Metabolic tumor constitution is superior to tumor regression grading for evaluating response to neoadjuvant therapy of esophageal adenocarcinoma patients

A. Buck, V.M. Prade, T. Kunzke, A. Feuchtinger, D. Kroll, M. Feith, B. Dislich, B. Balluff, R. Langer*, A. Walch*

*Corresponding author for this work

Research output: Contribution to journalArticleAcademicpeer-review

5 Citations (Web of Science)


The response to neoadjuvant therapy can vary widely between individual patients. Histopathological tumor regression grading (TRG) is a strong factor for treatment response and survival prognosis of esophageal adenocarcinoma (EAC) patients following neoadjuvant treatment and surgery. However, TRG systems are usually based on the estimation of residual tumor but do not consider stromal or metabolic changes after treatment. Spatial metabolomics analysis is a powerful tool for molecular tissue phenotyping but has not been used so far in the context of neoadjuvant treatment of esophageal cancer. We used imaging mass spectrometry to assess the potential of spatial metabolomics on tumor and stroma tissue for evaluating therapy response of neoadjuvant-treated EAC patients. With an accuracy of 89.7%, the binary classifier trained on spatial tumor metabolite data proved to be superior for stratifying patients when compared with histopathological response assessment, which had an accuracy of 70.5%. Sensitivities and specificities for the poor and favorable survival patient groups ranged from 84.9% to 93.3% using the metabolic classifier and from 62.2% to 78.1% using TRG. The tumor classifier was the only significant prognostic factor (HR 3.38, 95% CI 1.40-8.12, p = 0.007) when adjusted for clinicopathological parameters such as TRG (HR 1.01, 95% CI 0.67-1.53, p = 0.968) or stromal classifier (HR 1.86, 95% CI 0.81-4.25, p = 0.143). The classifier even allowed us to further stratify patients within the TRG1-3 categories. The underlying mechanisms of response to treatment have been figured out through network analysis. In summary, metabolic response evaluation outperformed histopathological response evaluation in our study with regard to prognostic stratification. This finding indicates that the metabolic constitution of the tumor may have a greater impact on patient survival than the quantity of residual tumor cells or the stroma. (c) 2021 The Authors. The Journal of Pathology published by John Wiley & Sons, Ltd. on behalf of The Pathological Society of Great Britain and Ireland.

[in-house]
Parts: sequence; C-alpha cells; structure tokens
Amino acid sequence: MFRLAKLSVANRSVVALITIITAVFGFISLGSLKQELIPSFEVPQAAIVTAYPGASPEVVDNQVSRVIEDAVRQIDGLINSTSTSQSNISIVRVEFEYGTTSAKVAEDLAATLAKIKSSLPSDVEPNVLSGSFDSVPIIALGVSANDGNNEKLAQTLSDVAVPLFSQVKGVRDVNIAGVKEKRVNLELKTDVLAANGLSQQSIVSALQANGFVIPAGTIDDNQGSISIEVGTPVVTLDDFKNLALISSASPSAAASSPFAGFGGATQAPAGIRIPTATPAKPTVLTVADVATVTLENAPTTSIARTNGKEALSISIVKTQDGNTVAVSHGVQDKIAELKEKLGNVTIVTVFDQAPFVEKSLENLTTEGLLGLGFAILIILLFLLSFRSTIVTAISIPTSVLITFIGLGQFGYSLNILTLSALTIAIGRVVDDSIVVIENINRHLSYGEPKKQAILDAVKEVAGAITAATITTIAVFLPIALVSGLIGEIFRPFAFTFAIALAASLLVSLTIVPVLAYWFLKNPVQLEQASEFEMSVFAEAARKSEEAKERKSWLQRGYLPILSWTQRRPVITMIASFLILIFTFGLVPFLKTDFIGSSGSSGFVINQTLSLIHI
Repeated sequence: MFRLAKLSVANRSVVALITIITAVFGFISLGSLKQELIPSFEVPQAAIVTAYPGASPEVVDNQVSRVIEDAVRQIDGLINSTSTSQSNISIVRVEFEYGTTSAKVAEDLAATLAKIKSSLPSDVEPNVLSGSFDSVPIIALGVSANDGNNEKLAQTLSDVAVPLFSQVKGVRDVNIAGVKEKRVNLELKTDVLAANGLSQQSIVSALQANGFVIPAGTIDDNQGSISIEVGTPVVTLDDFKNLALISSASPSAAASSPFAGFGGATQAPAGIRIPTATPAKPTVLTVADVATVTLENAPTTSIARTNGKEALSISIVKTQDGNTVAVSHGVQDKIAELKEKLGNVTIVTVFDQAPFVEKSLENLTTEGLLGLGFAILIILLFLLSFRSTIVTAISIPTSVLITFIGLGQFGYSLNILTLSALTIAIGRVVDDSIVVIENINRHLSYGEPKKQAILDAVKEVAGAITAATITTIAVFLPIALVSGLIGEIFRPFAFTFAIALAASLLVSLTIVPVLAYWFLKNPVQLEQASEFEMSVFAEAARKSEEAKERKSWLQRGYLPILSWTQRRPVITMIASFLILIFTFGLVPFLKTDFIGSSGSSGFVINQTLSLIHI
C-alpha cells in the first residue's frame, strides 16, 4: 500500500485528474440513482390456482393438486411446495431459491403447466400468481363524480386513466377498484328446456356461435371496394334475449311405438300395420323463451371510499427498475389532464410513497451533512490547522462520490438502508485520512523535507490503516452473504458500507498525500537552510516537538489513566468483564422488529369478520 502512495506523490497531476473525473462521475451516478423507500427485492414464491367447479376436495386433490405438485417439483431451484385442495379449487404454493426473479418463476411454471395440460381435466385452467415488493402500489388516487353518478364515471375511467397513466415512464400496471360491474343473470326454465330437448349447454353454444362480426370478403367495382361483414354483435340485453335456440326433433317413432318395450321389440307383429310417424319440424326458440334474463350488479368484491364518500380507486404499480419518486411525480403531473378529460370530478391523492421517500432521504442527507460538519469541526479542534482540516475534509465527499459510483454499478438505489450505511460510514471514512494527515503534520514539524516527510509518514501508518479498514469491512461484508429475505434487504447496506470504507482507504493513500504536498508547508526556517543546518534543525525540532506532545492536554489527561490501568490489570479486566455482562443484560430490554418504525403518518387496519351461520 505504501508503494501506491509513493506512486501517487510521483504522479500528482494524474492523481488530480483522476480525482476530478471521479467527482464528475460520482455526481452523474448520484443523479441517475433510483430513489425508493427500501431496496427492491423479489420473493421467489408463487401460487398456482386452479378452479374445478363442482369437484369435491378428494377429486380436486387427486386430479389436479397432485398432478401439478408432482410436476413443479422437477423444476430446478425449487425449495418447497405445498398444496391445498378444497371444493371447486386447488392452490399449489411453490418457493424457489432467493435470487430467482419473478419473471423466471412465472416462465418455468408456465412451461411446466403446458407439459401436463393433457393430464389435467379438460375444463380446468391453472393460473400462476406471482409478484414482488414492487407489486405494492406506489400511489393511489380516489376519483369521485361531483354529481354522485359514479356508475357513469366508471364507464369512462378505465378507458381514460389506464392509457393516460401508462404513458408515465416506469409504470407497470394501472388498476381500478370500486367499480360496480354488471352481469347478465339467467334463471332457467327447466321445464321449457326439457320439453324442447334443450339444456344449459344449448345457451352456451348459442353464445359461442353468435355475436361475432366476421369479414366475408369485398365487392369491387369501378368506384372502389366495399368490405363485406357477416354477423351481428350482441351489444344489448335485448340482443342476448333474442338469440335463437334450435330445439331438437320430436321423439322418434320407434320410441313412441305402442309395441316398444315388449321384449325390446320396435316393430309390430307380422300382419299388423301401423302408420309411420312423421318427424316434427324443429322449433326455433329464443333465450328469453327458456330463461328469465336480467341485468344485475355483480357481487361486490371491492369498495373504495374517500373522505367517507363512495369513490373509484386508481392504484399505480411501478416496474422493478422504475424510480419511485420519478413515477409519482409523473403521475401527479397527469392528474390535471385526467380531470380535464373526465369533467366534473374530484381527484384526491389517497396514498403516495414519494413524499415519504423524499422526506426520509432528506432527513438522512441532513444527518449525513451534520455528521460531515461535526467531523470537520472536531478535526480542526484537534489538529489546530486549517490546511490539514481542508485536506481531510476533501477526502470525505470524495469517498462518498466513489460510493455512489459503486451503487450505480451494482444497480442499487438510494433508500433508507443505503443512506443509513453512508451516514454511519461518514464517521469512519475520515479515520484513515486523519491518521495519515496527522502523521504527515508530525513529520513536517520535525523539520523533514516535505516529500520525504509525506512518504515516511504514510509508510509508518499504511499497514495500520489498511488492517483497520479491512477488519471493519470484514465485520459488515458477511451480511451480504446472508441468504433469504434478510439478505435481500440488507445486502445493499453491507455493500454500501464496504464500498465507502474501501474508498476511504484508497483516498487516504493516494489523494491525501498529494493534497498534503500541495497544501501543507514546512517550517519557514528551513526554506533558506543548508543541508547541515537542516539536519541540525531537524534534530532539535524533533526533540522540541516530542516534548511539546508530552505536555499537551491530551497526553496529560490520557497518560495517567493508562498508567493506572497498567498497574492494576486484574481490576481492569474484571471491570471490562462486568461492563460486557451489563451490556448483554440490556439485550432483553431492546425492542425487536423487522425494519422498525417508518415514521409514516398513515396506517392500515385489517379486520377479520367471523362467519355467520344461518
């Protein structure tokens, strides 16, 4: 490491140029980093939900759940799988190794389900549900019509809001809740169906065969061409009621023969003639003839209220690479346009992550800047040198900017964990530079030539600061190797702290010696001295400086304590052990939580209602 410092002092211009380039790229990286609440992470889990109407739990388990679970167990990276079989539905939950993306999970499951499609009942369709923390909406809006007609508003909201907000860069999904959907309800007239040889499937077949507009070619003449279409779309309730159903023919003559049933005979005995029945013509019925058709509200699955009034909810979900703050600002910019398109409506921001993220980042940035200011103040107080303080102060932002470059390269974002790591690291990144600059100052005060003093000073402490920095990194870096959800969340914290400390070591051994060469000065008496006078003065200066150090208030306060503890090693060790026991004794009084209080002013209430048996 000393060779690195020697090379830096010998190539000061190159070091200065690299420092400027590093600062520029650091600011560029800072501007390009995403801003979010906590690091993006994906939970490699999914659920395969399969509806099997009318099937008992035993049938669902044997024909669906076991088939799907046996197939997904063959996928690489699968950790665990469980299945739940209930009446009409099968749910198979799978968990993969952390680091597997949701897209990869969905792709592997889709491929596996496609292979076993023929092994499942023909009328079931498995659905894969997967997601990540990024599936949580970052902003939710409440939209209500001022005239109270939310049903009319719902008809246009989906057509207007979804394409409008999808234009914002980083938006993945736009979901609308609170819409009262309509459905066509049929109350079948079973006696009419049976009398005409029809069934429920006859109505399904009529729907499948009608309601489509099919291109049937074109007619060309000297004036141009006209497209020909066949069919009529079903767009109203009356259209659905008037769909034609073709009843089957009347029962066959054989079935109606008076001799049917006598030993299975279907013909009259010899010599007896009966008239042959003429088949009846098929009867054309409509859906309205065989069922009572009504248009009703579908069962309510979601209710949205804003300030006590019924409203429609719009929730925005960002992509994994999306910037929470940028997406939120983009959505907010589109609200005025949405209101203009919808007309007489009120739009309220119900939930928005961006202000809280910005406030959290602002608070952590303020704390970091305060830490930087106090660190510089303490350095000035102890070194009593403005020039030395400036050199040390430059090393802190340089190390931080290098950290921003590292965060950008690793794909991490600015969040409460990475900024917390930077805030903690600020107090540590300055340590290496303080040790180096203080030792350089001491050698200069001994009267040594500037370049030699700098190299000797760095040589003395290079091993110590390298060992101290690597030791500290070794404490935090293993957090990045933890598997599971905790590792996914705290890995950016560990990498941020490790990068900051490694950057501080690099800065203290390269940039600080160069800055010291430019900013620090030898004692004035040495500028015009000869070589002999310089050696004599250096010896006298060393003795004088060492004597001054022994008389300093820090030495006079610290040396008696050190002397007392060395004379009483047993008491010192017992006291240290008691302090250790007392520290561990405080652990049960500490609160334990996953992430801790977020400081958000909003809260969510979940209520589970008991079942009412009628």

Original languageEnglish
Pages (from-to)202-213
Number of pages12
JournalJournal of Pathology
Issue number2
Early online date4 Dec 2021
Publication statusPublished - Feb 2022


  • esophageal cancer
  • spatial metabolomics
  • imaging mass spectrometry
  • patient stratification
  • metabolic response evaluation
  • tumor regression grading
  • artificial intelligence
  • machine learning
  • PET

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